Asus V8440 TD and V8460 ultra TD in the test: Two 'Ti' tans among themselves
- 1 Introduction
- 2 The cards
- 3 Scope of delivery
- Drivers and tools
- 4 Technical details
- 6 Test system
- 7 Synthetic benchmarks
- 10 Game benchmarks
- 15 FSAA Performance
- 18 Anisotropic Filter
- 20 FSAA and AF combined
- Image quality
- 21 Conclusion
A lot has been speculated in advance, a lot has already been addressed in one or the other (P) review, including in our small preview . We want to repeat a few important details here.
Features of the GeForce4 Ti series
- nFiniteFX Engine II - Programmable pixel and vertex shaders
- Accuview Anti-Aliasing - Multisampling Anti-Aliasing Hardware
- Lightspeed Memory Architecture II - Bandwidth-saving measures
- nView Display Technology - Independent control of multiple displays
- Shadow buffer and real-time shadows in hardware
- Bump and environment mapping in hardware
- DirectX and S3TC texture compression
- High Performance 2D Rendering Engine
- High Quality HDTV/DVD playback
- High Definition Video Processor
- DirectX 8.1 Support
- OpenGL 1.3 Support
First of all a table overview with the different models:
As can already be guessed here, the differences between the Ti 4200 and the Ti4400 should be reasonably in Keep boundaries. Only cards that are based on the GeForce4 Ti4600, such as the Asus V8460 ultra, can set themselves apart from the specifications a little more clearly.
In principle, this is exactly the pixel and vertex shader that brought programmable transform and lighting effects to the consumer market in the GeForce3 almost 12 months ago. Here is a brief explanation of the original nFiniteFX engine. This essentially consists of the so-called pixel and vertex shaders, which are responsible for manipulating the individual pixels and the associated texture operations or the basic geometry data. Similar to the hardware T&L unit of the old GeForce2 series.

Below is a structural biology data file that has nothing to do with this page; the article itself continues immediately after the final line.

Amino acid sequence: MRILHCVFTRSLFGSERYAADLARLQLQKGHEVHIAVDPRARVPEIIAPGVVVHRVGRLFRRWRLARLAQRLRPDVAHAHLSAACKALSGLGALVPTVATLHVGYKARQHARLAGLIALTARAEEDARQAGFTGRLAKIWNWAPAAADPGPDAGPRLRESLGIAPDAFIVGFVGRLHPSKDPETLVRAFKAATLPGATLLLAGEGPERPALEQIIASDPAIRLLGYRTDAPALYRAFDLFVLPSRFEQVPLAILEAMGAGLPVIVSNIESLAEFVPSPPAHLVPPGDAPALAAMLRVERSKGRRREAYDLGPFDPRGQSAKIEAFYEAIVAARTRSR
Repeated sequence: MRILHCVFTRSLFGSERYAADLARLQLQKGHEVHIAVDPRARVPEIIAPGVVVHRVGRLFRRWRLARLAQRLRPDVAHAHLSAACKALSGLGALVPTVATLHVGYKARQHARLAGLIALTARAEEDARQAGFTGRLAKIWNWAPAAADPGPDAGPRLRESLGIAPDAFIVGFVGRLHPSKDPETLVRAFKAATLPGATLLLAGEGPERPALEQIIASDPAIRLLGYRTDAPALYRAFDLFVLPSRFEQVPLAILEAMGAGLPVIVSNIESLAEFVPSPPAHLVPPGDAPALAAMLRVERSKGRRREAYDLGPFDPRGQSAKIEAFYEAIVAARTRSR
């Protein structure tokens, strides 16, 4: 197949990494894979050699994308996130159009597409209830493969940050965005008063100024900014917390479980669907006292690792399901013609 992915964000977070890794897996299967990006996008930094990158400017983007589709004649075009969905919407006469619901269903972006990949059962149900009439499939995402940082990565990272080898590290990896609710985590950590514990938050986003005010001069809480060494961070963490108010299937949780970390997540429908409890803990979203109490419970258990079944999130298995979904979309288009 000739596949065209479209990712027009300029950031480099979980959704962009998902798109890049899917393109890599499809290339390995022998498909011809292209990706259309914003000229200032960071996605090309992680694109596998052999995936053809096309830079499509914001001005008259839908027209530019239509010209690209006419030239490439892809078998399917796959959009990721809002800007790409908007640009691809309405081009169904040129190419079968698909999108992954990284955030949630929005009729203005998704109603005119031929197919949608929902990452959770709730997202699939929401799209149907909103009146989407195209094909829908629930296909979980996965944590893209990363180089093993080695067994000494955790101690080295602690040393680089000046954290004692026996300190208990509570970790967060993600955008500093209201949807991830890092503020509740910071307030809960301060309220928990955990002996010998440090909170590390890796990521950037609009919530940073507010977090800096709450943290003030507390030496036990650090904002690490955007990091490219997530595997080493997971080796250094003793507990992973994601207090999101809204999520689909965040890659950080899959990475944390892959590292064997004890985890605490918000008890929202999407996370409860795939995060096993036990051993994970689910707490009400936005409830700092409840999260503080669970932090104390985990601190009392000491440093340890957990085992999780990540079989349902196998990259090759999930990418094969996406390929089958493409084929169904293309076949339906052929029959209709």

The big and decisive difference between the so-called DirectX-7-T & L (GeForce2) and DirectX-8-T & L (GeForce3) is that one With the old hardware only a few effects or operations were possible that were fixed by nVidia (and DirectX). With the new shaders it was now possible for the first time that every game developer could freely program the operations that were important for him within certain limits and not only for the geometry, i.e. the triangular structure of a scene, but also for each individual pixel. In the end, this means that, as the name subtly suggests, almost any mathematical effect is possible with the textures and polygons used. Six months later, ATi proved with its Radeon8500, which counts the number of possible(dependent) texture operations and color values a little more flexible.
In contrast to the GeForce3, the GeForce4 now has a Second vertex shader available, which should certainly make up a large part of the additional 6 million transistors and should provide a good boost in geometry processing. 'Should' because, based on the data known from the GeForce3 (approx. 50M vertices/s per vertex shader or 25M triangles/s according to DirectX-7) we assumed a slightly higher geometry performance than the officially stated 136M vertices/s. From a purely mathematical point of view, about 150M vertices/s should be possible, considering that the vertex shader is now available twice and clocked 50% higher. Officially, nVidia also gives up to three times higher vertex shader performance, the data to verify this, i.e. corresponding information on the GeForce3, are unfortunately not available.
The next point concerns the now more powerful pixel shader . Nvidia speaks of 'Advanced Pixelshader Pipelines', which should work up to 50% faster than a GeForce3. This coincidentally corresponds exactly to the clock increase of 100MHz or 50% and indicates an unchanged takeover. It should be emphasized here, however, that the speed with multiple texture operations, more precisely with the so-called texture lookups and dependent texture reads, is said to have increased significantly. Thanks to these improvements, among other things, it is possible that nVidia is now talking about support for pixel shaders in version 1.3, whereas with the GeForce3 (Ti) it still had to be left with version 1.1.
Pixelshader 1.4 remain a domain of the Radeon8500 from ATi.
On the next page: LMA-II